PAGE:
Keywords: World Heart Day, World Heart Federation, World Health Organisation, Jeart, Health, Fitness, Prevention.
By TS Kler
COVID-19 has led to complications and health risks manifold for patients with non-communicable diseases. Almost 75-80 percent of the COVID patients don't require hospitalisation and can recover at home with teleconsultation, but COVID-19 infections can leave the patient with long-term side effects. There are many instances where symptoms of COVID-19 have persisted for several months. Apart from damaging the lungs, the virus can also cause acute myocardial injury and chronic damage to the cardiovascular system.
According to research published in the European Heart Journal, Covid-19 patients who suffer cardiac arrest have a higher possibility of dying as compared to those who are not infected with it, and especially women are at an increased risk of death for the same reason. The virus may directly breach the ACE2 receptor cells, within the myocardium tissue and cause direct viral harm. COVID can result in inflammation of the heart muscles which is known as myocarditis and it can lead to heart failure over time, if not taken care of.
People with a pre-existing heart problem need to be extra cautious. A significant number of patients have suffered cardiac arrest during the recovery period, often resulting in death. Expert suggests that even though the COVID virus wanes, the immune response continues to be hyper-active and that often ends up attacking other organs. It has been observed that almost 80 per cent of these patients have had cardiac arrests 2-3 weeks after testing COVID positive.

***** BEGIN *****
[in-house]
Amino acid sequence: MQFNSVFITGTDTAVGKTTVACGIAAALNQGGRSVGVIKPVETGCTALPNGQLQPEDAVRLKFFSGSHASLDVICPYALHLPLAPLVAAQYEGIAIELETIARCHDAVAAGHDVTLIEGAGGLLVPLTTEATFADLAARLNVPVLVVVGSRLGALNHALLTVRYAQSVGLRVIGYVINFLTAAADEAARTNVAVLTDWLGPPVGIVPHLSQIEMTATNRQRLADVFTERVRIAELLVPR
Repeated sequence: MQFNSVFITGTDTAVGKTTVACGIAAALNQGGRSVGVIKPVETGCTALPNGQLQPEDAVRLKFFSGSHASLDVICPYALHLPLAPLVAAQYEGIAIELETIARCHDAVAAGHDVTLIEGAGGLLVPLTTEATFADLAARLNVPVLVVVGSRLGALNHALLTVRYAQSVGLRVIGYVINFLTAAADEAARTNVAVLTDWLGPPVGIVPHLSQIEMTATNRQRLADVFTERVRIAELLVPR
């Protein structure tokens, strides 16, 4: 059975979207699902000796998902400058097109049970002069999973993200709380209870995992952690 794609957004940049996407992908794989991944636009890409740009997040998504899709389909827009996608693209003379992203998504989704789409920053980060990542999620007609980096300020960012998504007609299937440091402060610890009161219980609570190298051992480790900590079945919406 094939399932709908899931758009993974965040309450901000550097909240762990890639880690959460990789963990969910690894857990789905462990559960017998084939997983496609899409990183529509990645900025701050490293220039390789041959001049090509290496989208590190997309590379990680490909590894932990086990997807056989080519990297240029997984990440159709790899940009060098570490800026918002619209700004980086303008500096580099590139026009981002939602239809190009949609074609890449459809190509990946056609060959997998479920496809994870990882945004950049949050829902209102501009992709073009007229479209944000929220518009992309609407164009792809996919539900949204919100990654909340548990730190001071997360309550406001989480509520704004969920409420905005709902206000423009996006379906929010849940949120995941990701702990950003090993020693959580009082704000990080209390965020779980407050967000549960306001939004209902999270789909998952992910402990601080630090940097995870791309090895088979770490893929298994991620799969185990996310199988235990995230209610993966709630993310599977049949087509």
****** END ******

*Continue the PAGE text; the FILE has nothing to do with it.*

Covid-19 patients who suffer cardiac arrest have a higher possibility of dying as compared to those who are not infected with it | Photo by benjamin lehman on Unsplash
We tend to ignore some of the warning signs and due to lack of awareness, sometimes, we fail to prevent certain cardiovascular issues during COVID or even after recovering from COVID. After someone has had COVID-19, if that patient is experiencing a rapid heartbeat or palpitations, it is recommended to contact the doctor immediately because even a temporary increase in heart rate can signal a lot of different things, including the aftermath of being very ill, prolonged inactivity and spending weeks convalescing in bed and even dehydration.
It is necessary to make sure that the patient is drinking enough fluids, especially if the fever persists. Sometimes, people who are recovering from COVID may show symptoms of a condition known as POTS (Postural Orthostatic Tachycardia Syndrome). However, the link between the development of POTS and COVID is yet to be established. Although, POTS is a neurologic problem, and it is not directly a cardiac issue. It affects the part of the nervous system and may hamper the heart rate and blood flow. The syndrome can also cause rapid heartbeats while standing up. Some of the symptoms of a rapid or irregular heart rhythm may include: